I would personally find it most beneficial to understand the use cases that the Reporting SIG has come up with. Are those available somewhere? Put another way, the use cases would form a strong basis for defining what data need to be extracted for reporting purposes.

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In part, I want the reporting SIG to be prepared to consider record formats other than MARC. And in considering things other than MARC, think that the use cases we have are not limited to just MARC constructs.

I think what I’m saying is that one won’t be including complete MARC records in the reporting database as MARC records blobs. There will be some transformation (for instance, breaking up the leader into individual components) and denormalization (for instance, replace codes with label values to reduce the number of joins that need to be done to create a report) on MARC records – and other record formats – as they are streamed to the reporting database. And so there is already work in specifying these transformation and normalization steps for every record type.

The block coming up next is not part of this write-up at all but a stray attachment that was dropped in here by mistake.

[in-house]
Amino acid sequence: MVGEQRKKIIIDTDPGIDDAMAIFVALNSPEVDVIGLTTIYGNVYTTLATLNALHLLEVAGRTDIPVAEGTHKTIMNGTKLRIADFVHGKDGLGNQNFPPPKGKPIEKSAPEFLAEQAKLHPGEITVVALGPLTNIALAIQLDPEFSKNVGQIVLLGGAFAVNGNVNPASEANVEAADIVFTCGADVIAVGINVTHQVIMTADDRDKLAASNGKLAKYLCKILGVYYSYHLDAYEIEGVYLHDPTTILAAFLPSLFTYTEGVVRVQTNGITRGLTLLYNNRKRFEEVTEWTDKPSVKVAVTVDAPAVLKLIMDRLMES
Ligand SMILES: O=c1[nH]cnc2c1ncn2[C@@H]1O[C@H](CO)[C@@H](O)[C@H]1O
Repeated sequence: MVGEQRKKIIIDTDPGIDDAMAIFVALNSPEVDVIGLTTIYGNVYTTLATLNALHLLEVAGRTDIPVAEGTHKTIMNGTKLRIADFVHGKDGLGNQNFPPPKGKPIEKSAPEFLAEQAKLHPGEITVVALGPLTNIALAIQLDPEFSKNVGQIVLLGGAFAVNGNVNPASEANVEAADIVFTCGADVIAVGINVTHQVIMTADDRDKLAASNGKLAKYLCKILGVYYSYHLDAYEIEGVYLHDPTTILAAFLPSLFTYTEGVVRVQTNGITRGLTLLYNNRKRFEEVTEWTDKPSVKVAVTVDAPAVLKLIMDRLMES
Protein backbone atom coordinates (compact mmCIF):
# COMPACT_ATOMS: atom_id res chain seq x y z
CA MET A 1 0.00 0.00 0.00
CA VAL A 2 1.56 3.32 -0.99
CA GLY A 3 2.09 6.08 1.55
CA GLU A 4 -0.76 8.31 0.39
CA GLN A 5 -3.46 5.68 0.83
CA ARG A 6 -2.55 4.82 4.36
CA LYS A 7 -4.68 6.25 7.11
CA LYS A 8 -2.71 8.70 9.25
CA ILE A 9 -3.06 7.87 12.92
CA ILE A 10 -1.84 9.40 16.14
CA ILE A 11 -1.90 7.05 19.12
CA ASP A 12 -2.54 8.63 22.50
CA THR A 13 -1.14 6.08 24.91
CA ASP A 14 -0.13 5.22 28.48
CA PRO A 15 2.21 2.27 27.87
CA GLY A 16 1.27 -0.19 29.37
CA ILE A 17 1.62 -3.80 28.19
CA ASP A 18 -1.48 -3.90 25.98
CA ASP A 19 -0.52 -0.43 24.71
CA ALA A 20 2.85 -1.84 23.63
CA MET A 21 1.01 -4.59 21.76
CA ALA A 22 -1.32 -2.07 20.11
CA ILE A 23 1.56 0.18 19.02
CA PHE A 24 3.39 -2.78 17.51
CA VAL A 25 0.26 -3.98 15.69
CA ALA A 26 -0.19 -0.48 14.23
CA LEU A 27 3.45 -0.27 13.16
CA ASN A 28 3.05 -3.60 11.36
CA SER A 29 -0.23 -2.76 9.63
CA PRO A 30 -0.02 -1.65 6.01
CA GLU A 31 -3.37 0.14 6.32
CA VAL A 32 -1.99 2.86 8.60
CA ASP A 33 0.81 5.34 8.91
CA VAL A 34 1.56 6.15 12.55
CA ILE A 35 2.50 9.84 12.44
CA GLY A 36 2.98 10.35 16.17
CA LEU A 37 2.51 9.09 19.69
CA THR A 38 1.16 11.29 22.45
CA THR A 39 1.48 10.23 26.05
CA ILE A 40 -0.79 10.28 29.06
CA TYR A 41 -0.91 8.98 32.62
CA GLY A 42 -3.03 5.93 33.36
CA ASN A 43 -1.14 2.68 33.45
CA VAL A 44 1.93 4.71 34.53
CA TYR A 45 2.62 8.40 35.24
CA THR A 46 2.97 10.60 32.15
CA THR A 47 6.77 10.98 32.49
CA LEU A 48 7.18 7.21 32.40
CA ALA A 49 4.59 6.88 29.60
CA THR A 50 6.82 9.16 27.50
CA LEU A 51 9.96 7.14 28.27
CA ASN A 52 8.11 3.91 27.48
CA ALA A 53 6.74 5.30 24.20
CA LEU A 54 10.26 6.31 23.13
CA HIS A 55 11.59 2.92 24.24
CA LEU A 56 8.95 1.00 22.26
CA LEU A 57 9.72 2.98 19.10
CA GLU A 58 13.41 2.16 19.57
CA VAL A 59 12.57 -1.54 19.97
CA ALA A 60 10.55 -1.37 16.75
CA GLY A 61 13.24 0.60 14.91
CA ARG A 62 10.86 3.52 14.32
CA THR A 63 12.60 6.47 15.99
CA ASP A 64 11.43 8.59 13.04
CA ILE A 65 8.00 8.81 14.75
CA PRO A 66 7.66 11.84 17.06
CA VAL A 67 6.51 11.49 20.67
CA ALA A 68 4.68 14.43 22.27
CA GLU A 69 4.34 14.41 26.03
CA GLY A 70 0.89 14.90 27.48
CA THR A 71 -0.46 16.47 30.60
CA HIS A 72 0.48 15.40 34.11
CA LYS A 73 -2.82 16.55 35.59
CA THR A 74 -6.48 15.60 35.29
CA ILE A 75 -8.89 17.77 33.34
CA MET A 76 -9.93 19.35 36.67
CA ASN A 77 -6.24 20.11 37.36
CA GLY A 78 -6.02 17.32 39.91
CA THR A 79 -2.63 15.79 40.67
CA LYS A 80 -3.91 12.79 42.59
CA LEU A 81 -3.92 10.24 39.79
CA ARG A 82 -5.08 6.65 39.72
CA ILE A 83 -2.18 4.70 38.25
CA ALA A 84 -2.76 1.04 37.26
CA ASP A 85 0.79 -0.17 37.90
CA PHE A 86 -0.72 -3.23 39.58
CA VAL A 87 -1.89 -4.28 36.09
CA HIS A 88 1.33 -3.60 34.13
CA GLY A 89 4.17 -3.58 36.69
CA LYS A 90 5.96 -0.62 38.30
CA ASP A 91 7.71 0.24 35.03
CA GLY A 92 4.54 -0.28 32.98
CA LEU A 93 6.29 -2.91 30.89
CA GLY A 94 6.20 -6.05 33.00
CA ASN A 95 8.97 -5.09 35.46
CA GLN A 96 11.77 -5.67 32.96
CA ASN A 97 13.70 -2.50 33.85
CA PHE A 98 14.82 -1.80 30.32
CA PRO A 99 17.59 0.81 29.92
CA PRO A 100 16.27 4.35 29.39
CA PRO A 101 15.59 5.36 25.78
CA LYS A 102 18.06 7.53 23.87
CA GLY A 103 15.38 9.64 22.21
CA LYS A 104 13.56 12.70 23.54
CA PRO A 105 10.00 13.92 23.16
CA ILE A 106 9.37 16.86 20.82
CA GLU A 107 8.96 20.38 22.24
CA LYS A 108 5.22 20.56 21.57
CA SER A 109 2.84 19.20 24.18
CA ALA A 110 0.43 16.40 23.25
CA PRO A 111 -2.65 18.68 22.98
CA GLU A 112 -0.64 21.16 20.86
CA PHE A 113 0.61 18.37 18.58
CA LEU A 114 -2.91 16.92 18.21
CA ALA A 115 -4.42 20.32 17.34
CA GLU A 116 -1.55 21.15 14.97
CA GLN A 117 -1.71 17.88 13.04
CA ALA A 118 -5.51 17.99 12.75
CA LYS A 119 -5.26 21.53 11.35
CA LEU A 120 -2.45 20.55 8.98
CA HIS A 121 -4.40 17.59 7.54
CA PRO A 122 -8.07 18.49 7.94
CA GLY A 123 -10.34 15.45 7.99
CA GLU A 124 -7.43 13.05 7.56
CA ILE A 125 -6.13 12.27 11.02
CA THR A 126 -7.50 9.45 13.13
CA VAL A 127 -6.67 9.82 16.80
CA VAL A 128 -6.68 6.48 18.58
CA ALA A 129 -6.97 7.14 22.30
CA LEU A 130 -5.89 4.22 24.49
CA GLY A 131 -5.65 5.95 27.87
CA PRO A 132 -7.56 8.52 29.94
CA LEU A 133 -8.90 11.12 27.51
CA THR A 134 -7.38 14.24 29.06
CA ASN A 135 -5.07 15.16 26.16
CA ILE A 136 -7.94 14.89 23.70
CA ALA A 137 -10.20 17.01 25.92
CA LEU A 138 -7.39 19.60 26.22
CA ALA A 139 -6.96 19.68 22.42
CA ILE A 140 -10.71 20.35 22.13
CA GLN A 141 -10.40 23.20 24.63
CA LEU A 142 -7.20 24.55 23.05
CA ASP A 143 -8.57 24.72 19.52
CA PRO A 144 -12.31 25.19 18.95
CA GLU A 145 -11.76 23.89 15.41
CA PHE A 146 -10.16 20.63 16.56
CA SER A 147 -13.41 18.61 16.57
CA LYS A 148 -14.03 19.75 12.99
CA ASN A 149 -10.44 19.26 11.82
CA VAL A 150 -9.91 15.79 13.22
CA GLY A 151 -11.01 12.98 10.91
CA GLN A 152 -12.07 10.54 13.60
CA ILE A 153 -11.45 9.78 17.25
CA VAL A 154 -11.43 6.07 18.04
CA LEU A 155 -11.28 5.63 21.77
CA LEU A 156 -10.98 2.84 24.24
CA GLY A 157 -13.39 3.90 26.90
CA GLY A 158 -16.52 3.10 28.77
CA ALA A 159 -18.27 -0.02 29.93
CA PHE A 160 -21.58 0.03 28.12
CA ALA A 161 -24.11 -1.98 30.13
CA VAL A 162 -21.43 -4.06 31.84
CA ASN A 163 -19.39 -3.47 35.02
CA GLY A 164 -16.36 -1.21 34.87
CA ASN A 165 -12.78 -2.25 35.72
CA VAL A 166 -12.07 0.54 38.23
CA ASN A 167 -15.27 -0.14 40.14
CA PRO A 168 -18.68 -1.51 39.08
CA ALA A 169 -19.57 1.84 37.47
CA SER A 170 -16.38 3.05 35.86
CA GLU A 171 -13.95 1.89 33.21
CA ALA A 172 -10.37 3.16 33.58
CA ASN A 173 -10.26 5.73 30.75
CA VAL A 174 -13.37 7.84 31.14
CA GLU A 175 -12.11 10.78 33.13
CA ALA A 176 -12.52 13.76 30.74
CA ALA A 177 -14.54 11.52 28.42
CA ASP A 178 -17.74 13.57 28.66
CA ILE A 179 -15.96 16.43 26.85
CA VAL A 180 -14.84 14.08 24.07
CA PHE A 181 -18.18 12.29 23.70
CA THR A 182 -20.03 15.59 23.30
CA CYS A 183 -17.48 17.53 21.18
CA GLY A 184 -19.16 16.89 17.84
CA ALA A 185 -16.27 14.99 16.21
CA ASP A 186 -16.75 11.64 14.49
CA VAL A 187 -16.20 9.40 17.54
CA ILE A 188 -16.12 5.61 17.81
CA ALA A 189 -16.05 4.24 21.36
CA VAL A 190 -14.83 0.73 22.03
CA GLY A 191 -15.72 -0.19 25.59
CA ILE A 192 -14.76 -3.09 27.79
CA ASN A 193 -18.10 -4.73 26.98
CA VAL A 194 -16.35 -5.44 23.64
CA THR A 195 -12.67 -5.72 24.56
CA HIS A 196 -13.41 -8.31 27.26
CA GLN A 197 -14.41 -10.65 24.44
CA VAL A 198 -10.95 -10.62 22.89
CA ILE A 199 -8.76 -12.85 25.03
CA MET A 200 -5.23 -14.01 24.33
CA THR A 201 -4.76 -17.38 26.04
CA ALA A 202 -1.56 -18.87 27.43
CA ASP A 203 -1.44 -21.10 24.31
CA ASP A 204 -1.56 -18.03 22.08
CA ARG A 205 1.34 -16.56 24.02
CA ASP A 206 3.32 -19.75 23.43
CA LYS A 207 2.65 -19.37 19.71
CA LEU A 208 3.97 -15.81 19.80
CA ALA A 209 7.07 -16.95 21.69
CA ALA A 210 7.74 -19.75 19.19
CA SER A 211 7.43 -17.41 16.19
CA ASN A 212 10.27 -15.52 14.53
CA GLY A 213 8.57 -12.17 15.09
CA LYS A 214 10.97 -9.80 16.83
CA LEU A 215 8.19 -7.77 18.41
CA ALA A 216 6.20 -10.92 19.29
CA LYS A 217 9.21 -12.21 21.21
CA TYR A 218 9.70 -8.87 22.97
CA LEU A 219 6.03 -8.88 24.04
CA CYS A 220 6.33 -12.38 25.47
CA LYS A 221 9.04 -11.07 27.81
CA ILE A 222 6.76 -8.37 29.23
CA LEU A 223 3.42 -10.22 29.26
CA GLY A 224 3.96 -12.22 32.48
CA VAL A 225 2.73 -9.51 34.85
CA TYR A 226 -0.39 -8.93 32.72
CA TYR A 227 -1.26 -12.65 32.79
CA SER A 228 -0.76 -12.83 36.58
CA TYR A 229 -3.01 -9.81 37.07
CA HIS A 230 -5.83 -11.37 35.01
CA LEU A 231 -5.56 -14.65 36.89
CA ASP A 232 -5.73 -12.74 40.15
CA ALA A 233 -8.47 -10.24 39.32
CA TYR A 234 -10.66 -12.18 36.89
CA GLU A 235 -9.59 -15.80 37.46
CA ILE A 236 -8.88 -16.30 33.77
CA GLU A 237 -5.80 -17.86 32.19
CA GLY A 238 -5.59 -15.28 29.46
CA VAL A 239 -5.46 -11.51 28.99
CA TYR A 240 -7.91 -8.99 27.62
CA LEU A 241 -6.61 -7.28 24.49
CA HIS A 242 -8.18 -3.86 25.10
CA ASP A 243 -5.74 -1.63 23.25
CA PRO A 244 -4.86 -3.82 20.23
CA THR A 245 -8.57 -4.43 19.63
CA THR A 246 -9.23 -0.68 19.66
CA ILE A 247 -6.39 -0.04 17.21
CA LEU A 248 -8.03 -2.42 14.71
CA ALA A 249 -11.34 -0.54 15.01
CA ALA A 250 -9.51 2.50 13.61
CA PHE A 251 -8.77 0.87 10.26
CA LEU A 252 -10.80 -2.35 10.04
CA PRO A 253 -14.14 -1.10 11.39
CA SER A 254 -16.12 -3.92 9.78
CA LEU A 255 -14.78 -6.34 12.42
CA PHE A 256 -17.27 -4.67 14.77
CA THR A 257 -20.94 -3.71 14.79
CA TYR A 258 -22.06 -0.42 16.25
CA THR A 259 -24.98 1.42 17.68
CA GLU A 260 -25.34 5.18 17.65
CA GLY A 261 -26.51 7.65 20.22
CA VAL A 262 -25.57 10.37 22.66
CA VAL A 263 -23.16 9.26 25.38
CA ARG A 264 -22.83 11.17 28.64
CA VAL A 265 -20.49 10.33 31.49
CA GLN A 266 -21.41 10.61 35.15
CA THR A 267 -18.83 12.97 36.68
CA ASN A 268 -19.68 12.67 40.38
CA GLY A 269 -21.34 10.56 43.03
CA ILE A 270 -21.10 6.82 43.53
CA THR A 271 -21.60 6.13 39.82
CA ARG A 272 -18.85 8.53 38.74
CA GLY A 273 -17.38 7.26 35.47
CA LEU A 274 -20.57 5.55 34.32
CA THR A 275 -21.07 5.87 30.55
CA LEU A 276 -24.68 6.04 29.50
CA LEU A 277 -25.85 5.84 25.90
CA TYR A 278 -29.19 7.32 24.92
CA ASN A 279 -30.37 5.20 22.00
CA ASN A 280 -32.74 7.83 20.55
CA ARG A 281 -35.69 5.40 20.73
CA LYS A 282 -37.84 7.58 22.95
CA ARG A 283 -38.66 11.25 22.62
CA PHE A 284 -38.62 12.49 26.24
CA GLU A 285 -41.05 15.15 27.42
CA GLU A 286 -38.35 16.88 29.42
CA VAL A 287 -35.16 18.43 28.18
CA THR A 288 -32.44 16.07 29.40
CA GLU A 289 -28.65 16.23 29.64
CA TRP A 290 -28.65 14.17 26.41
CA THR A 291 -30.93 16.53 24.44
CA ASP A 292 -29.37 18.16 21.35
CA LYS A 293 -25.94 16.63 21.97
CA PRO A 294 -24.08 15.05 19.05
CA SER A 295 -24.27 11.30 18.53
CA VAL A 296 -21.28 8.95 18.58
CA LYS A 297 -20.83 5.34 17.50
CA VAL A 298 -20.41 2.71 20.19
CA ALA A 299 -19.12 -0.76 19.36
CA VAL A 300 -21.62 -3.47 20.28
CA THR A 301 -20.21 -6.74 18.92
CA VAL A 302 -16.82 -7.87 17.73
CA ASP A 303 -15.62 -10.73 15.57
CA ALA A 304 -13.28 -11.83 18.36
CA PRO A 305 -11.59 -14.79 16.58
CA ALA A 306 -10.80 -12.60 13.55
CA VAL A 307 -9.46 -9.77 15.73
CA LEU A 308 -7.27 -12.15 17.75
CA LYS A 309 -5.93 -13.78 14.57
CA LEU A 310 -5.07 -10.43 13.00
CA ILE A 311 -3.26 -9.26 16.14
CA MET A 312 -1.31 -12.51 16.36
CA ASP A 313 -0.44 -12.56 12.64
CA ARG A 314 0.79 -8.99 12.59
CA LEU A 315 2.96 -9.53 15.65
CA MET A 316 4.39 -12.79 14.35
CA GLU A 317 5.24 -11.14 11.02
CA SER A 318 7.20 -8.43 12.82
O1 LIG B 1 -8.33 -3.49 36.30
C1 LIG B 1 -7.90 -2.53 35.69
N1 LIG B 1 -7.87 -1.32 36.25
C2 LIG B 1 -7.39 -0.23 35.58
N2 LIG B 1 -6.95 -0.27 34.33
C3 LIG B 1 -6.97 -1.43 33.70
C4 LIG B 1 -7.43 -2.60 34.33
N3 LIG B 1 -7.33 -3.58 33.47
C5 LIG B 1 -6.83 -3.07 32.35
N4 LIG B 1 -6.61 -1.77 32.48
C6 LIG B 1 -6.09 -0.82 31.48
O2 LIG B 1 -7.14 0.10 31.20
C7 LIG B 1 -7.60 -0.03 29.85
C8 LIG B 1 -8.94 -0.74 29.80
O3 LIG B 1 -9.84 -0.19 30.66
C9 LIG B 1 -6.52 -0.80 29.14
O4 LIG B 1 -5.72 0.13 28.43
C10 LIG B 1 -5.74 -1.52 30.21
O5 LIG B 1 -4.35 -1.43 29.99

The use cases are defined in the Reporting SIG Master Spreadsheet

The use cases are defined in the Reporting SIG Master Spreadsheet

I suspected as much, but ran into a permission issue trying to access the Google Drive folder. I’ve requested permission, but is there any particular reason that the folder is locked-down?

Vince, I’m sending you a separate email to address the issue of access to Google Drive for Reporting.

Meanwhile, I didn’t mean to start a discussion that would result in our having a SIG meeting online, but it looks like that’s where we’ve ended up. Should we just table this until the SIG meets, at which time Sharon and Ingolf will also be able to report on their meeting with Katalin, our Product Owner, which might also shed some light on this?

Picking this up a bit late, and because I cannot tell where this went from the meeting notes: